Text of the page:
- David Schoenfield, SweetSpot blogger
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Justin Verlander, Prince Fielder, Clayton Kershaw and Mike Trout aren't on the United States roster, and their absence means a lot of fans don't care about the World Baseball Classic -- certainly not enough to spend a Friday evening in early March watching a baseball game between a largely no-name Mexico team and a still-star-laden U.S. team.
But this tournament isn't for fans who so willingly dismiss it. It's not even so much for fans in the United States, who are more focused on their professional teams or the impending NCAA basketball tournament. Earlier in the day, MLB reported that one-third of all television sets in Japan had watched the first-round games involving the Japanese team. I'm sure its dramatic comeback win over Taiwan on Friday morning rated even higher. Fans in Puerto Rico cheered on their team to a victory over Spain. Fans in Venezuela and the Dominican Republic care intensely about how their teams fare.
And Chase Field in Phoenix was nearly full for Friday's Mexico-U.S. game -- with maybe half that crowd rooting for Mexico. Those fans certainly cared that Mexico pulled off the huge 5-2 upset victory, essentially avoiding elimination after Thursday's heartbreaking ninth-inning loss to Italy. The players on the Mexican team certainly cared.
The Mexico lineup is pretty weak outside of Dodgers first baseman Adrian Gonzalez. Jorge Cantu hit fifth and he spent all of last year in Triple-A. Karim Garcia is still around and he hasn't played in the majors since 2004. But R.A. Dickey's knuckleball wasn't effective, a leadoff bloop single led to two runs in the first inning and Gonzalez torched a 73 mph knuckler to center field for a two-run homer in the third.
Pool D is really interesting now. It could all come down to run differential to see which two teams advance to the second round. If we assume the U.S. beats Italy on Saturday, and the U.S. and Mexico both beat Canada, then Italy, the U.S. and Mexico all finish 2-1. But Italy mercy-ruled Canada in a 14-4 victory, putting pressure on the U.S. lineup to do some damage in its next two games. The eighth inning could prove a key for the U.S., as Tim Collins and Steve Cishek worked out of a second-and-third, nobody-out jam.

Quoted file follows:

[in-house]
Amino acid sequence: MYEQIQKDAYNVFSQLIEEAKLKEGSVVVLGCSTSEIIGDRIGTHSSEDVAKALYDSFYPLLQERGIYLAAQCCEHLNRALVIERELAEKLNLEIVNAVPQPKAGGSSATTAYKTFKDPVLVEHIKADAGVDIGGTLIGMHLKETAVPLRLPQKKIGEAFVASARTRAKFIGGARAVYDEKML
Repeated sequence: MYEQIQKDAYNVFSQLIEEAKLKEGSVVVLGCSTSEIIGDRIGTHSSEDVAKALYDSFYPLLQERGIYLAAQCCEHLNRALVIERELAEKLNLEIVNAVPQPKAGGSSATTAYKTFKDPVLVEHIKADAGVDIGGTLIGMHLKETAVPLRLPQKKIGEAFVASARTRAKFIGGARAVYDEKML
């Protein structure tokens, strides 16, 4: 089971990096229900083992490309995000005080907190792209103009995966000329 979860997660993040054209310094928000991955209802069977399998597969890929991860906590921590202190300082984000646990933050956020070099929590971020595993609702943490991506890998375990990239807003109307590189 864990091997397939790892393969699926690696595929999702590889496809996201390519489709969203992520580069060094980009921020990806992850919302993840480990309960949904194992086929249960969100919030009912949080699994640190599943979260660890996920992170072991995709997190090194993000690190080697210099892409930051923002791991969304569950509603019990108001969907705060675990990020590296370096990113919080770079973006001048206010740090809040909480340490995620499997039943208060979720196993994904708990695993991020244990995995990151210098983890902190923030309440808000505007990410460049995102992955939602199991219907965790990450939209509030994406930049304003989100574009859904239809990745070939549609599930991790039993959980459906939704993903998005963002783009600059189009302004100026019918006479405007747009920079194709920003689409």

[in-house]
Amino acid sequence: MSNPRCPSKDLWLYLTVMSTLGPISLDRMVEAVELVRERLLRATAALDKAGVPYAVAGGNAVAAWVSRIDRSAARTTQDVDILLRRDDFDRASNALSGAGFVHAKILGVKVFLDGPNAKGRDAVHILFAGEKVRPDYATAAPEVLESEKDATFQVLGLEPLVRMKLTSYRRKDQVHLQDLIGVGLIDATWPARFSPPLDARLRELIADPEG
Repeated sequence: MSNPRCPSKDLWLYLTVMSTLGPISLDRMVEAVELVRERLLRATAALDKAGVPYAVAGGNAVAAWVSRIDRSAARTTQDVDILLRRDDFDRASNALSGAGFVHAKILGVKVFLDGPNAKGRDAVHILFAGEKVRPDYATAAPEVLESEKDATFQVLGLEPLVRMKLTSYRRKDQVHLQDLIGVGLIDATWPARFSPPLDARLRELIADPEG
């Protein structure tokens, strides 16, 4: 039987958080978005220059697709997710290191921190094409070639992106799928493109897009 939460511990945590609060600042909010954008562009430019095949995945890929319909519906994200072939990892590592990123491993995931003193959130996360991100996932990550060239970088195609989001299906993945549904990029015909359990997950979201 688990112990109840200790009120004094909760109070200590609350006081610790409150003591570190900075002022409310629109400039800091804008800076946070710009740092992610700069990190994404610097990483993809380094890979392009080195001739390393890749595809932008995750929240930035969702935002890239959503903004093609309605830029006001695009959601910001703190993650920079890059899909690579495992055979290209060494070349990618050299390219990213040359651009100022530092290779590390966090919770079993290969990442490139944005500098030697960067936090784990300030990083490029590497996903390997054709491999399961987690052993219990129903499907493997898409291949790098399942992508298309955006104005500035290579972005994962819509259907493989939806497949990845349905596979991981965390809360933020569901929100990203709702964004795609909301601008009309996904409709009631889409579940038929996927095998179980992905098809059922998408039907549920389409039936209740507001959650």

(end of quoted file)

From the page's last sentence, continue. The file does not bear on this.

After Dickey's performance, fans will be crying that Verlander or Kershaw or David Price aren't here. First off, Dickey wanted to be here and those guys didn't. Second, Dickey earned his invite as much as those guys would have, coming off his National League Cy Young Award. He just didn't have a good night. That's what happens in a tournament, not much different than what happens in the postseason: Anything can happen.
Joe Torre’s lineup left a little to be desired. He hit Jimmy Rollins and Brandon Phillips 1-2, because they're fast and they hit at the top of the order for their regular teams. He hit Eric Hosmer sixth, pushing Giancarlo Stanton -- who only led the NL in slugging percentage -- all the way down to seventh, and Adam Jones, he of the 32 home runs last year, batting eighth. Stanton and Jones are better hitters than Rollins, Phillips and Hosmer. Torre might have been playing the hot hand with Hosmer, who had hit .391 in spring training with the Royals, and maybe he wanted to spread out his three left-handed hitters (switch-hitter Rollins, Joe Mauer and Hosmer). Still, a little more creativity would have had something like David Wright, Mauer, Ryan Braun, Stanton, Jones, Rollins, Phillips, Hosmer and catcher J.P. Arencibia.
Dodgers third baseman Luis Cruz had two key at-bats for Mexico. In the first inning, he delivered a sacrifice fly that was also deep enough to move Ramiro Pena to third, and Pena scored on Gonzalez's sac fly. In the fifth, after Eduardo Arredondo slapped an Ichiro-like double down the left-field line off Twins closer Glen Perkins and was bunted to third, Cruz delivered another sac fly.
Pitchers are allowed a maximum of 65 pitches in first-round games, but Yovani Gallardo was on a 50-pitch limit for Mexico. He looked sharp, allowing two hits and striking out four in 3.1 innings, but that meant Mexico had to rely on its bullpen, a day after using four relievers in that 6-5 loss to Italy. Royals righty Luis Mendoza escaped a jam in the fifth after walking the first two batters, striking out Arencibia on a nice 0-2 slider and then retiring Rollins and Phillips on ground balls. Oliver Perez got a key out in the sixth and Oscar Villareal pitched a scoreless seventh. The U.S. scored once off Cardinals reliever Fernando Salas in the eighth, and Giants closer Sergio Romo closed it out.
The Giants were undoubtedly nervous seeing Romo come in. They had apparently requested that Romo not appear in consecutive games, and manager Bruce Bochy has always been very cautious with his use of Romo. He threw 26 pitches Thursday, but this was a must-win game for Mexico. Saving him for Saturday's game against Canada doesn't make any sense if you lose this game. A reliever can't appear three consecutive days, so Romo is unavailable now for Canada.
Ryan Vogelsong starts for the U.S. against Italy, and while the Italian team is mostly comprised of U.S.-born players -- including several major leaguers -- they will start an actual pitcher from Italy: Luca Panerati, a left-hander who was in the Reds' system from 2008-11, never advancing past Class A. Last year, he pitched in the Italian Baseball League. Now he gets to face a team of the best players in the world. This is what the World Baseball Classic is all about.
Justin Verlander, Prince Fielder, Clayton Kershaw and Mike Trout aren't on the United States roster, and their absence means a lot of fans don't care about the World Baseball Classic -- certainly not enough to spend a Friday evening in early March watching a baseball game between a largely no-name Mexico team and a still-star-laden U.